He also wiped out two "long johns" yesterday. A couple of the boys found a kitbag of yank underwear and a bag of rubber boots yesterday on the road and they have distributed them among the section. The underpants are A1 in this weather. We were also given a box of cigarettes tobacco and matches which at the ruling rates at home would have cost at least ten pound. They were also distributed about the section. In spite of the cold I had a shower at the yanks, the water is good and hot and plenty of it.

27th of February 1944
Div has shifted to more forward area to shorten the lines. Now under Jerry observation and strict blackout. I have been manning the test point on route six as well as Tac Div and San Michele. We are waiting on the weather to settle in readiness for the attack. Everyone praying for fine weather like schoolboys waiting for a holiday. Each detachment taking turns on San Michele test point for 48 hr periods, and each hoping to be there for the show which may start any day now.

San Michele To Castellina

3rd of March 1944
I turn twenty eight today. I received photos of kiddies and they have given me a great lift. Ed has changed a lot and looks a real little man. It is a great inspiration to have them waiting at home for me, and the day I return is surely worth waiting for.

17th of March 1944
Our detachment struck test point for the attack on 15th. The first bombers came in about 8.30 and we had a grandstand view of the bombing, and listened to reports of progress over the wire. Heavies came in first and it was an awe inspiring sight to watch the destructive power of their bombs.

We wondered what Jerry’s feelings would be, and were soon to have a taste of them ourselves. About the fifth flight flew directly over us and the first six planes unloaded over our heads. Our first warning was the whistle of the bombs, and the crowd who had gathered there fled in all directions. I took to my scrapers and made for a hole behind the house.

The unexpectedness of it struck terror into all who were there, and I personally thought my time on this earth was finished.
The nearest bomb landed several hundred yards from us, and broke down our lines. Nev and I were out on the job right away.

The air was filled with dust and smoke, ambulances were already on the scene carrying out the wounded. The bombs dropped in the Indian area and there were several killed and many wounded, while trucks had been blown over in all directions by the blast. We were considerably shaken and kept our eyes on every flight that came anywhere near passing over us.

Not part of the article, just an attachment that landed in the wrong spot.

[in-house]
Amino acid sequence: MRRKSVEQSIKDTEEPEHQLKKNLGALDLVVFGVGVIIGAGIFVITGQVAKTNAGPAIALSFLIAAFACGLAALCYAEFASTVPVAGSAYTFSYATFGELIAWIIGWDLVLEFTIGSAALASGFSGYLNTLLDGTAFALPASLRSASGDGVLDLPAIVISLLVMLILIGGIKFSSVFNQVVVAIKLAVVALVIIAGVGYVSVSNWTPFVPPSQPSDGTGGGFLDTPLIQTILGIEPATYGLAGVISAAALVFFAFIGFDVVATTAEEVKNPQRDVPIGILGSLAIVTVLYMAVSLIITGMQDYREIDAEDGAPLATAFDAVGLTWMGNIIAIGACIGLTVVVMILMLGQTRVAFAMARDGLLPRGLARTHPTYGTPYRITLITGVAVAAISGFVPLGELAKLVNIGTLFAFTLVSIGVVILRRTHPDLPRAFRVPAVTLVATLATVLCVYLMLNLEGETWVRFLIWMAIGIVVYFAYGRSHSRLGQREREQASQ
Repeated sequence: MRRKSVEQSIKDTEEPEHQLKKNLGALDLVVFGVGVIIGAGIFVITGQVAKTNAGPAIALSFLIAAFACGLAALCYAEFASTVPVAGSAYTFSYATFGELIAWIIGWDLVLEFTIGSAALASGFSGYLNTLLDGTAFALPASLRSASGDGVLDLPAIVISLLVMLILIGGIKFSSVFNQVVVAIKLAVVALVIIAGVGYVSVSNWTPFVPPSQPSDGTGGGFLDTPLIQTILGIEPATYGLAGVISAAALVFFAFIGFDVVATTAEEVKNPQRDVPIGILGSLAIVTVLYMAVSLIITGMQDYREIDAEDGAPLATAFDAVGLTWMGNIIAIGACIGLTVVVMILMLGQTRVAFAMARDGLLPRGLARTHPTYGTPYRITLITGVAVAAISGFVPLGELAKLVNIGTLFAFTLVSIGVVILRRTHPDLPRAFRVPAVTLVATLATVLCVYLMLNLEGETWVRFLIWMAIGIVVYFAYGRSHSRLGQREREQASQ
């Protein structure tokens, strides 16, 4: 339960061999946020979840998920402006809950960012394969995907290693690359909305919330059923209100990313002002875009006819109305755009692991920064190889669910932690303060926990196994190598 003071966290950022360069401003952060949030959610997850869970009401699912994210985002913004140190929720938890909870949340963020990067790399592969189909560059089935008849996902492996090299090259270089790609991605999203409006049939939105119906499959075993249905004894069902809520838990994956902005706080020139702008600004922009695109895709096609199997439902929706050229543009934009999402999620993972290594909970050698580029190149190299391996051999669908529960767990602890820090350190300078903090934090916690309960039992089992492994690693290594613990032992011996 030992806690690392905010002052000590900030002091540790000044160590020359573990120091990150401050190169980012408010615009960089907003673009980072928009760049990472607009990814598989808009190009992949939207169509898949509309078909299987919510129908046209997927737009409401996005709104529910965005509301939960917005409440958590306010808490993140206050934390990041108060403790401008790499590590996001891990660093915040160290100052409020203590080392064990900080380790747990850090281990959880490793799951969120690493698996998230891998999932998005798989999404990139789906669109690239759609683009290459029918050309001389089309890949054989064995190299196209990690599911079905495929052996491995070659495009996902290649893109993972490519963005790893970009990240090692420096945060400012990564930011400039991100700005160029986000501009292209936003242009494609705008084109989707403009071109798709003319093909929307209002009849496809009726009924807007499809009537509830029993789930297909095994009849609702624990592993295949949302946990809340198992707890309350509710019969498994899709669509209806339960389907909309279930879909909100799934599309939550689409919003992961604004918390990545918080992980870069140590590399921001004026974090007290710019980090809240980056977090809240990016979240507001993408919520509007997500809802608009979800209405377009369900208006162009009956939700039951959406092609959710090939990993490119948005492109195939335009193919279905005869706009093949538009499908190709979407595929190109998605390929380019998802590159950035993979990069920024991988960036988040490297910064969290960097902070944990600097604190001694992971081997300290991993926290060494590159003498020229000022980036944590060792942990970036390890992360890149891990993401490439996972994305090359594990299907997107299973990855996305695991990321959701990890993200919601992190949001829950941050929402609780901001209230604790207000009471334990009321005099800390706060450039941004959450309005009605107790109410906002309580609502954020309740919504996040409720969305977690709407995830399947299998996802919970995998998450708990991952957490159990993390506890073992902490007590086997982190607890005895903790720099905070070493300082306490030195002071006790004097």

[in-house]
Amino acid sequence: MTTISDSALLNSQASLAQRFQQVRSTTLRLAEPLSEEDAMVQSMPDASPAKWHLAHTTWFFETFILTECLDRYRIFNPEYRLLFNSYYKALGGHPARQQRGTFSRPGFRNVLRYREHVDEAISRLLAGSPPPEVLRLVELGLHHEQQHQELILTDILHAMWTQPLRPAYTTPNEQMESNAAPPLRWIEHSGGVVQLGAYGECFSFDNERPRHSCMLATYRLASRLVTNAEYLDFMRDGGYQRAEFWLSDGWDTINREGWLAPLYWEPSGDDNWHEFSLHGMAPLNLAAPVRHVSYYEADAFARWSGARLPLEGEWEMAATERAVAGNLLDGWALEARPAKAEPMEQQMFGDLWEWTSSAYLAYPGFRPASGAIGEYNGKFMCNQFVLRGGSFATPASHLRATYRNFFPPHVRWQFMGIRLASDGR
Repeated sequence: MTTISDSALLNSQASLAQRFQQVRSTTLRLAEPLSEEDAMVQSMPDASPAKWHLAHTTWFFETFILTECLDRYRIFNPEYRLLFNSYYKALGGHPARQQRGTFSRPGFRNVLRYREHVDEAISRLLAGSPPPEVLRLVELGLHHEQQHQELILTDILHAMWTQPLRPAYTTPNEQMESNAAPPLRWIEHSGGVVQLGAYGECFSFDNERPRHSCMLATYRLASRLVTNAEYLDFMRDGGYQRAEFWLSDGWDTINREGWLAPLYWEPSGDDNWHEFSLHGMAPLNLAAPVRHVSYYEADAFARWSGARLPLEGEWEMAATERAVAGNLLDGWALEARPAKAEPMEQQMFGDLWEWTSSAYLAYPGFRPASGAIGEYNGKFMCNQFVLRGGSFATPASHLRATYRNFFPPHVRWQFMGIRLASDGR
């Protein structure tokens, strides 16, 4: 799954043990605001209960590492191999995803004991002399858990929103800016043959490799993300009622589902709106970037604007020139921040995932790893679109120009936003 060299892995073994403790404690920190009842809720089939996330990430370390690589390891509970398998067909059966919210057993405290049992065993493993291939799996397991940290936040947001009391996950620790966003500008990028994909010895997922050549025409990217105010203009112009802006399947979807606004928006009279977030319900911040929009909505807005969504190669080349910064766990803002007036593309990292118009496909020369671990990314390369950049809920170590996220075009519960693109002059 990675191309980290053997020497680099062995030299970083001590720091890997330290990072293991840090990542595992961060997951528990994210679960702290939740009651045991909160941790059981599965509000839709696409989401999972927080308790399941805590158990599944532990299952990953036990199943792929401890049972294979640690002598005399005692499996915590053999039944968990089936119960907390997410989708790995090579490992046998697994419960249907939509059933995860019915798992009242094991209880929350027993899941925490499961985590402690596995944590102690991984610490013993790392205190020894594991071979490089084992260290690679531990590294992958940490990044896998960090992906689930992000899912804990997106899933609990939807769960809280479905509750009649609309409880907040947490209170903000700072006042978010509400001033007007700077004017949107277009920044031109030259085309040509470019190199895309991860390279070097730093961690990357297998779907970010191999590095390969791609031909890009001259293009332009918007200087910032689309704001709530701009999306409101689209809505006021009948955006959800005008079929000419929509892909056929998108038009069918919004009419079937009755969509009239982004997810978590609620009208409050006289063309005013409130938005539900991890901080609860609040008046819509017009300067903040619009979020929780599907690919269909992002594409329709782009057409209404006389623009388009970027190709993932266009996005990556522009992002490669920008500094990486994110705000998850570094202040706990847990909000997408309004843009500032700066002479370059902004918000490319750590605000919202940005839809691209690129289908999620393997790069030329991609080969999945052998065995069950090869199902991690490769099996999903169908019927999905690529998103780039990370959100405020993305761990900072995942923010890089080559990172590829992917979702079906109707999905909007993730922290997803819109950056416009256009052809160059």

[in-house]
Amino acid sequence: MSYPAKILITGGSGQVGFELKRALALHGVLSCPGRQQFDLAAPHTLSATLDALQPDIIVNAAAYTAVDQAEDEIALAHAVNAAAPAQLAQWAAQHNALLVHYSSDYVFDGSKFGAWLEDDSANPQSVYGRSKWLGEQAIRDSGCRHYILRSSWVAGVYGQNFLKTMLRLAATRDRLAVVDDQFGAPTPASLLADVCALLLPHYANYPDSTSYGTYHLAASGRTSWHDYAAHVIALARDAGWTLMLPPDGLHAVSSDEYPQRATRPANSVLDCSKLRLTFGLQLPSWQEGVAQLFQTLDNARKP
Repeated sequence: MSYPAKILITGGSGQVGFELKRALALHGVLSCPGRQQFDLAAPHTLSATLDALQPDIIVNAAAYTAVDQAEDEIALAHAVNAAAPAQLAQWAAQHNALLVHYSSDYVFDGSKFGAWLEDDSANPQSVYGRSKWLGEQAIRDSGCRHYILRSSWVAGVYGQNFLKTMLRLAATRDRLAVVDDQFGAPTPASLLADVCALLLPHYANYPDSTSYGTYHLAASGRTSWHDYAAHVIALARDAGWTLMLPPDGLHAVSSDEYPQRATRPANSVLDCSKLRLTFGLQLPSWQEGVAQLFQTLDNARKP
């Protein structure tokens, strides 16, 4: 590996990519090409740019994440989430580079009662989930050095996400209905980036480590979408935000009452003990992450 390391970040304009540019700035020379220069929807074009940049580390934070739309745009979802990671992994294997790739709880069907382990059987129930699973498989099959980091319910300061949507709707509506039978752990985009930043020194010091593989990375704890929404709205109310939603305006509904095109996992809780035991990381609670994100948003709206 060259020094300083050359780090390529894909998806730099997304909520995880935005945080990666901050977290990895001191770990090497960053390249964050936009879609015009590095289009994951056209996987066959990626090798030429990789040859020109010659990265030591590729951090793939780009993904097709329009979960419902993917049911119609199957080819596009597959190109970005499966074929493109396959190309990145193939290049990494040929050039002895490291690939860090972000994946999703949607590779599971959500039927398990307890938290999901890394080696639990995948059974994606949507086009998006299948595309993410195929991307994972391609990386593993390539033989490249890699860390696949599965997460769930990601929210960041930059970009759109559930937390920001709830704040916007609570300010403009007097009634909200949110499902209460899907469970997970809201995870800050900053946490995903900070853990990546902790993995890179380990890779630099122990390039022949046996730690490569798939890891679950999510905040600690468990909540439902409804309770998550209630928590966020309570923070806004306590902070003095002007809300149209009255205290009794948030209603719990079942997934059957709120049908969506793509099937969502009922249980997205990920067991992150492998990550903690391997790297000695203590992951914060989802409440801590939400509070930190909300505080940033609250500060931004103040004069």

We were able to laugh over the incident later and each told where he had run to and his own personal feelings at the time. Bren crowded into a dog kennel which was already occupied by three yanks. One of them praying fervently aloud. Bren also prayed. Nev was in the house at the time and the blast blew open the windows, and he was showered with dust. My own feelings were rather vague, the thought uppermost in my mind was the futility of running away. To pray did not enter my mind, and I did not think of those at home, although that was my first thought when the danger had passed.

Bombs were dropped on Cervaro later in the day and 14 Tommys were killed. Our opinion of the Yanks has dropped considerably, although, except for these two mistakes, the bombing was very accurate.

The last wave of bombers were over Cassino about 1pm and as the last bombs hit the ground the artillery opened up, and kept up a heavy barrage on the town till well on in the afternoon, when we saw the infantry and tanks moving in from the north and as they advanced the barrage was moved gradually to the south of the town.

The reports coming over the line from the battalion described the destruction which had taken place. The tanks could not get into the town on account of the craters and wreckage on the roads, and the infantry had to climb over wrecked buildings and rubble to reach their objectives.

A bulldozer was working in an attempt to clear the road for the tanks, but the drivers were being picked off by snipers. Two jerry tanks were still in the railway station, which was later plastered by dive bombers.

A pall of dust and smoke hung over the town and was gradually spreading all over the valley.

Reports coming over the wire in the evening showed the fighting to be very confused and when night fell a halt was called until the moon rose at midnight, for fear of the platoons losing contact.
Next morning dawned clear and bright and Cassino was hardly more than a heap of rubble. It was rather surprising that any troops had remained alive there to oppose our boys and was an exhibition of Jerry’s fighting qualities. Our relief came up at 9 and I was pleased to get back to Div. I had seen enough of destruction for one day.

21st of March 1944
Our attack has stirred up a hornets nest. Jerry has brought up more guns and is shelling everything within range and still resisting fiercely in Cassino.

Some troops have been cut off and are being supplied by parachute.

The full length of highway six is under Jerry’s fire and is referred to by the yanks as purple heart alley.

Keeping the lines in is a heart-breaking job and some of the Tommys attached to us are more hindrance than help.

San Michele is being shelled and the test point has had to be moved.

 March 29th 44